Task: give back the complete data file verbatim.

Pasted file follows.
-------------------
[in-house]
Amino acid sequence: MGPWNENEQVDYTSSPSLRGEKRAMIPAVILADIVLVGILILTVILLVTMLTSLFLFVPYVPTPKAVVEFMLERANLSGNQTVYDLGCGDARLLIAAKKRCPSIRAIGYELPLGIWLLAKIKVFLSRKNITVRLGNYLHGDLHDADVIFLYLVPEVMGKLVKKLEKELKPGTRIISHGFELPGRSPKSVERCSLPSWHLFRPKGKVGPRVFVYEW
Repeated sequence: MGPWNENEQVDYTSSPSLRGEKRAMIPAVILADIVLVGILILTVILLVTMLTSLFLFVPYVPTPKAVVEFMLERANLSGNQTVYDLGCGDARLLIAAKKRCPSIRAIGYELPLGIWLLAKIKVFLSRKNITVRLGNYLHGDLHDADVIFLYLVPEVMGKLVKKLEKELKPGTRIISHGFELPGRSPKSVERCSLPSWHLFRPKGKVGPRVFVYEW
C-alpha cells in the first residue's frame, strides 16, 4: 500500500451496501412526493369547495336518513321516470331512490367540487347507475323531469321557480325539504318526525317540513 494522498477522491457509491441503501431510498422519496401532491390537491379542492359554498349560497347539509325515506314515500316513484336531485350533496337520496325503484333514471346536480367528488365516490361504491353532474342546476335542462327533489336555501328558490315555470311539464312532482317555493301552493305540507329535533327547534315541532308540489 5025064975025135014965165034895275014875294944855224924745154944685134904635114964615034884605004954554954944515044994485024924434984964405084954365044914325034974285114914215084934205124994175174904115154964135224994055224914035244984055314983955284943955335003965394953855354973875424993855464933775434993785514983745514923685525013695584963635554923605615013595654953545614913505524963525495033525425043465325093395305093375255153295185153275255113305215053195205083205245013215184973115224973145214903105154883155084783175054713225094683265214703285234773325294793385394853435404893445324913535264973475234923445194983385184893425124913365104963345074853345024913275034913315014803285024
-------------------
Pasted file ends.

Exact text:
[in-house]
Amino acid sequence: MGPWNENEQVDYTSSPSLRGEKRAMIPAVILADIVLVGILILTVILLVTMLTSLFLFVPYVPTPKAVVEFMLERANLSGNQTVYDLGCGDARLLIAAKKRCPSIRAIGYELPLGIWLLAKIKVFLSRKNITVRLGNYLHGDLHDADVIFLYLVPEVMGKLVKKLEKELKPGTRIISHGFELPGRSPKSVERCSLPSWHLFRPKGKVGPRVFVYEW
Repeated sequence: MGPWNENEQVDYTSSPSLRGEKRAMIPAVILADIVLVGILILTVILLVTMLTSLFLFVPYVPTPKAVVEFMLERANLSGNQTVYDLGCGDARLLIAAKKRCPSIRAIGYELPLGIWLLAKIKVFLSRKNITVRLGNYLHGDLHDADVIFLYLVPEVMGKLVKKLEKELKPGTRIISHGFELPGRSPKSVERCSLPSWHLFRPKGKVGPRVFVYEW
C-alpha cells in the first residue's frame, strides 16, 4: 500500500451496501412526493369547495336518513321516470331512490367540487347507475323531469321557480325539504318526525317540513 494522498477522491457509491441503501431510498422519496401532491390537491379542492359554498349560497347539509325515506314515500316513484336531485350533496337520496325503484333514471346536480367528488365516490361504491353532474342546476335542462327533489336555501328558490315555470311539464312532482317555493301552493305540507329535533327547534315541532308540489 5025064975025135014965165034895275014875294944855224924745154944685134904635114964615034884605004954554954944515044994485024924434984964405084954365044914325034974285114914215084934205124994175174904115154964135224994055224914035244984055314983955284943955335003965394953855354973875424993855464933775434993785514983745514923685525013695584963635554923605615013595654953545614913505524963525495033525425043465325093395305093375255153295185153275255113305215053195205083205245013215184973115224973145214903105154883155084783175054713225094683265214703285234773325294793385394853435404893445324913535264973475234923445194983385184893425124913365104963345074853345024913275034913315014803285024